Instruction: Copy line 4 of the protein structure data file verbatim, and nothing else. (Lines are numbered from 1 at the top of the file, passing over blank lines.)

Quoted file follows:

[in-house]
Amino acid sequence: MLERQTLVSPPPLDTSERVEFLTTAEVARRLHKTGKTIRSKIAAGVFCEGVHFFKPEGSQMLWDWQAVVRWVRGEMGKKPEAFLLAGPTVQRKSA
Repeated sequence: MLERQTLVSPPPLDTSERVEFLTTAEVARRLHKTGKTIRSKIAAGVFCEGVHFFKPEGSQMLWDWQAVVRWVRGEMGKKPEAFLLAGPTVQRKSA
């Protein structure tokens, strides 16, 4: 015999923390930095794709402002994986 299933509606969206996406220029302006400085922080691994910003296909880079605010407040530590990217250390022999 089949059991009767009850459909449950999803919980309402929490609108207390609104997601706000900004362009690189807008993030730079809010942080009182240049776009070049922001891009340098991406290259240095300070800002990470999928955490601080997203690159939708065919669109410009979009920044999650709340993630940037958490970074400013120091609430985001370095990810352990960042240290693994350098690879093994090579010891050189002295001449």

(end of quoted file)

């Protein structure tokens, strides 16, 4: 015999923390930095794709402002994986 299933509606969206996406220029302006400085922080691994910003296909880079605010407040530590990217250390022999 089949059991009767009850459909449950999803919980309402929490609108207390609104997601706000900004362009690189807008993030730079809010942080009182240049776009070049922001891009340098991406290259240095300070800002990470999928955490601080997203690159939708065919669109410009979009920044999650709340993630940037958490970074400013120091609430985001370095990810352990960042240290693994350098690879093994090579010891050189002295001449």